First, the yardstick of a successful education cannot be measured by student performance on standardised tests. These are highly narrow indicators of school success but continue to be put forth as evidence that our teachers and schools are effective/ineffective. For decades, education policy and practice has mandated the multiple purposes of education (academic and social). It is more important than ever before as we witness the social and economic costs of rising global and local conflict and the continued degradation of our environment that schools develop students’ critical, social and relational capacities as future active citizens to change a world on the brink of destruction. Although, it is promising to see the inclusion of sexual consent education in the Australian Curriculum as well as efforts to better recognise and integrate Indigenous perspectives and learning, it seems that politicians remain focused on narrow academic outcomes as the indicator of school success. Decades of research has told us that the testing culture in schools continues to degrade quality teaching and learning. Standardised testing of literacy, numeracy and science is not the problem. The problem is the way it has been weaponised to blame schools, teachers and students within a marketized and competitive education systems where under-performance on these tests is equated with bad teachers and schools (Smyth, 2011). How might this be different? Some have suggested that testing a randomised sample of schools to represent the diversity of schools in Australia might be a good way of gauging school performance on these markers.  Many countries reject standardised assessment, and have adopted this practice, such as New Zealand did in 2018.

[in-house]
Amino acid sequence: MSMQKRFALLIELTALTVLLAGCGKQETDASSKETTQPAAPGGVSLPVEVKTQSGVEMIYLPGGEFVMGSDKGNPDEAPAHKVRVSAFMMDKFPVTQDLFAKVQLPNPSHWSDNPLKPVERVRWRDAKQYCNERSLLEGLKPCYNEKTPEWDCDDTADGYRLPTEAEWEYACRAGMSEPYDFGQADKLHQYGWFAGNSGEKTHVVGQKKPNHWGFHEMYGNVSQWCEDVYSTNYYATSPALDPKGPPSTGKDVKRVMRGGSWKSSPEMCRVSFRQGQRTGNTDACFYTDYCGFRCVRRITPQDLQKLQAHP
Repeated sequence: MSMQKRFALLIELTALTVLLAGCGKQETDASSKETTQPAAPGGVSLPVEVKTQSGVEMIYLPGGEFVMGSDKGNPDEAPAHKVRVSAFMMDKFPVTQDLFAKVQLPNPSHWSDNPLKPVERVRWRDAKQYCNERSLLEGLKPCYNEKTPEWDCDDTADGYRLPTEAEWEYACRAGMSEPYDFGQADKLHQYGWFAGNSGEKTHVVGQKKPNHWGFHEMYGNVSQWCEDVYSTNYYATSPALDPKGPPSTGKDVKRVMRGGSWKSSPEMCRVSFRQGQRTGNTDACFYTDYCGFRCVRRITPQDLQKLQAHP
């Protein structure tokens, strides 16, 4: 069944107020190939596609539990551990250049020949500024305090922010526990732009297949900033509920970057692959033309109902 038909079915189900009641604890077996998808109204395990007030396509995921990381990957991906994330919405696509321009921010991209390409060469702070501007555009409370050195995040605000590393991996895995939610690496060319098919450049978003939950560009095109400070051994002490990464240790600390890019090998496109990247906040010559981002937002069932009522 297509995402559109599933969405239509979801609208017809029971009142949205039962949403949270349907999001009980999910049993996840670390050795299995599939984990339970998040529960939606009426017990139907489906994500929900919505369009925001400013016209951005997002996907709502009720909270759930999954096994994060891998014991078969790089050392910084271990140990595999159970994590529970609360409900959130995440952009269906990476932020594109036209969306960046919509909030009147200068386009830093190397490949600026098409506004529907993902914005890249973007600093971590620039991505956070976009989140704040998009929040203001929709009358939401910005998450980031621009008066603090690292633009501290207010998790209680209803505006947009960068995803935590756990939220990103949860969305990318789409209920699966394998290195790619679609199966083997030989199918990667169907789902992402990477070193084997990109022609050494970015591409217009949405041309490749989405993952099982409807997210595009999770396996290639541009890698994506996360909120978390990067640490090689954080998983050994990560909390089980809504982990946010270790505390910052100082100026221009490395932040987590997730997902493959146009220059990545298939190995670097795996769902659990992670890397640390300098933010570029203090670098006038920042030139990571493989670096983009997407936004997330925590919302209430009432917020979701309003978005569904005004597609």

Second, the emphasis on teacher quality in current political arguments tends to focus on teachers as individuals rather than as part of a feminised and (now) marketised profession that continues to be maligned publicly including by our elected representatives in government (Barnes, 2021). Raising the status of the teaching profession is a laudable goal amongst Labor’s education policy promises. Teachers are underpaid relative to other professions. They are overworked, confronted with increasing violence from students and parents, and they are operating in marketized systems where they must prioritise improvements on the measures that count (i.e., narrow academic outputs) lest their school becomes labelled as failing. In this pressurised environment, teachers are exhausted by increasingly untenable amounts of administration, accountability checklists and external demands (Heffernan, Bright, Kim, Longmuir, & Magyar, 2022). Teaching is therefore no longer attractive to many and even those who become teachers are disenchanted and exit because of the conditions of work and lack of professional autonomy. Both major parties have a commitment to attract high academic performing students into the profession through various programs and incentives. These initiatives may raise the status of teaching to some extent for some schools but they will do little to change the devaluing of the profession as feminised or the marketized system that has de-professionalised teachers.